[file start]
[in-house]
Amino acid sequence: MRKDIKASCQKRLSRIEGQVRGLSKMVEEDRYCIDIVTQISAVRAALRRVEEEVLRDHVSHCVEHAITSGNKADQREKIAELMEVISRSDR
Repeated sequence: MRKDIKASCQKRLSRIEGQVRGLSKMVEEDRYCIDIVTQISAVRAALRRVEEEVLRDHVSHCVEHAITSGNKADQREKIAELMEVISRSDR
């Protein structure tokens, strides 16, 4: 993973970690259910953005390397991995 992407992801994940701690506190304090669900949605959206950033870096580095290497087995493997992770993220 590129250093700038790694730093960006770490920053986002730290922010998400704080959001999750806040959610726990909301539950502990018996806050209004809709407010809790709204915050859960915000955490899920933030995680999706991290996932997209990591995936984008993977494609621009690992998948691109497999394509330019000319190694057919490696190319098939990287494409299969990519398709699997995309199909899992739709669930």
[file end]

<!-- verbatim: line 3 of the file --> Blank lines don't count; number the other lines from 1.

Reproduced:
Repeated sequence: MRKDIKASCQKRLSRIEGQVRGLSKMVEEDRYCIDIVTQISAVRAALRRVEEEVLRDHVSHCVEHAITSGNKADQREKIAELMEVISRSDR